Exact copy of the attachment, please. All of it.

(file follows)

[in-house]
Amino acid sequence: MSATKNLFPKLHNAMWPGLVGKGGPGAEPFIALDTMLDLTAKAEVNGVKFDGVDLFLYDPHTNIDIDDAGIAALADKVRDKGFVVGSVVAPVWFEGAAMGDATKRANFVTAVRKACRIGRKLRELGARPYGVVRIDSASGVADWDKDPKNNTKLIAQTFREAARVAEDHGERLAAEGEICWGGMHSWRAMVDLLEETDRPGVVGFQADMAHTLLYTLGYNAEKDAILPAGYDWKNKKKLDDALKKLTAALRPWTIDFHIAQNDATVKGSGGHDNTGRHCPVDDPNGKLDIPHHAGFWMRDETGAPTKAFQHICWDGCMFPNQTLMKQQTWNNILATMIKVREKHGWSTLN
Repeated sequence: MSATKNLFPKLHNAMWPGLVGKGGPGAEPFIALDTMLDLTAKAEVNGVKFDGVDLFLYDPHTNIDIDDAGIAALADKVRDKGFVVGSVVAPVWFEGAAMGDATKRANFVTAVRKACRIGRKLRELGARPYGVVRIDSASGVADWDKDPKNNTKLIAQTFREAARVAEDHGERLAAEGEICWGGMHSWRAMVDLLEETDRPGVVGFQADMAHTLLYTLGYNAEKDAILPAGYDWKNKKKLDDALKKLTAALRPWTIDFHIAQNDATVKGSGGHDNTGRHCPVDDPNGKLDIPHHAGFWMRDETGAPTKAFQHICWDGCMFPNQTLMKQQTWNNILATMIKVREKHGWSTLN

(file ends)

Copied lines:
[in-house]
Amino acid sequence: MSATKNLFPKLHNAMWPGLVGKGGPGAEPFIALDTMLDLTAKAEVNGVKFDGVDLFLYDPHTNIDIDDAGIAALADKVRDKGFVVGSVVAPVWFEGAAMGDATKRANFVTAVRKACRIGRKLRELGARPYGVVRIDSASGVADWDKDPKNNTKLIAQTFREAARVAEDHGERLAAEGEICWGGMHSWRAMVDLLEETDRPGVVGFQADMAHTLLYTLGYNAEKDAILPAGYDWKNKKKLDDALKKLTAALRPWTIDFHIAQNDATVKGSGGHDNTGRHCPVDDPNGKLDIPHHAGFWMRDETGAPTKAFQHICWDGCMFPNQTLMKQQTWNNILATMIKVREKHGWSTLN
Repeated sequence: MSATKNLFPKLHNAMWPGLVGKGGPGAEPFIALDTMLDLTAKAEVNGVKFDGVDLFLYDPHTNIDIDDAGIAALADKVRDKGFVVGSVVAPVWFEGAAMGDATKRANFVTAVRKACRIGRKLRELGARPYGVVRIDSASGVADWDKDPKNNTKLIAQTFREAARVAEDHGERLAAEGEICWGGMHSWRAMVDLLEETDRPGVVGFQADMAHTLLYTLGYNAEKDAILPAGYDWKNKKKLDDALKKLTAALRPWTIDFHIAQNDATVKGSGGHDNTGRHCPVDDPNGKLDIPHHAGFWMRDETGAPTKAFQHICWDGCMFPNQTLMKQQTWNNILATMIKVREKHGWSTLN